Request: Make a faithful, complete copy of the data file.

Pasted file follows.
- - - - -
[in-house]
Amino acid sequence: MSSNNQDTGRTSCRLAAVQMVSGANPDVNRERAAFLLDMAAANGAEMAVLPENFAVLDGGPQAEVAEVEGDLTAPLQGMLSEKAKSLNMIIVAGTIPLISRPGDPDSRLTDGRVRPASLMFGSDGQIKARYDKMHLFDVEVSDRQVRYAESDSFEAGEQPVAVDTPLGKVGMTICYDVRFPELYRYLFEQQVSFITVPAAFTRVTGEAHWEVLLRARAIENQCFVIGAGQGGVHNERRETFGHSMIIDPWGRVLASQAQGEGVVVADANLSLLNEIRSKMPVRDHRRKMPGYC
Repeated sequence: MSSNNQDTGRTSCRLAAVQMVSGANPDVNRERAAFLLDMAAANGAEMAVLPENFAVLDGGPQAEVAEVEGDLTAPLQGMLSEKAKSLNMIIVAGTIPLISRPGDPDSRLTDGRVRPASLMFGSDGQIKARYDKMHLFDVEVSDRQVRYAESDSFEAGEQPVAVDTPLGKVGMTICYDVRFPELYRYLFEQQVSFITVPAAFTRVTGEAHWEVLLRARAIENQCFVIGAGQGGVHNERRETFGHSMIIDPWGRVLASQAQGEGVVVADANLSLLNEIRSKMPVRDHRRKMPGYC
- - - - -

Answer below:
[in-house]
Amino acid sequence: MSSNNQDTGRTSCRLAAVQMVSGANPDVNRERAAFLLDMAAANGAEMAVLPENFAVLDGGPQAEVAEVEGDLTAPLQGMLSEKAKSLNMIIVAGTIPLISRPGDPDSRLTDGRVRPASLMFGSDGQIKARYDKMHLFDVEVSDRQVRYAESDSFEAGEQPVAVDTPLGKVGMTICYDVRFPELYRYLFEQQVSFITVPAAFTRVTGEAHWEVLLRARAIENQCFVIGAGQGGVHNERRETFGHSMIIDPWGRVLASQAQGEGVVVADANLSLLNEIRSKMPVRDHRRKMPGYC
Repeated sequence: MSSNNQDTGRTSCRLAAVQMVSGANPDVNRERAAFLLDMAAANGAEMAVLPENFAVLDGGPQAEVAEVEGDLTAPLQGMLSEKAKSLNMIIVAGTIPLISRPGDPDSRLTDGRVRPASLMFGSDGQIKARYDKMHLFDVEVSDRQVRYAESDSFEAGEQPVAVDTPLGKVGMTICYDVRFPELYRYLFEQQVSFITVPAAFTRVTGEAHWEVLLRARAIENQCFVIGAGQGGVHNERRETFGHSMIIDPWGRVLASQAQGEGVVVADANLSLLNEIRSKMPVRDHRRKMPGYC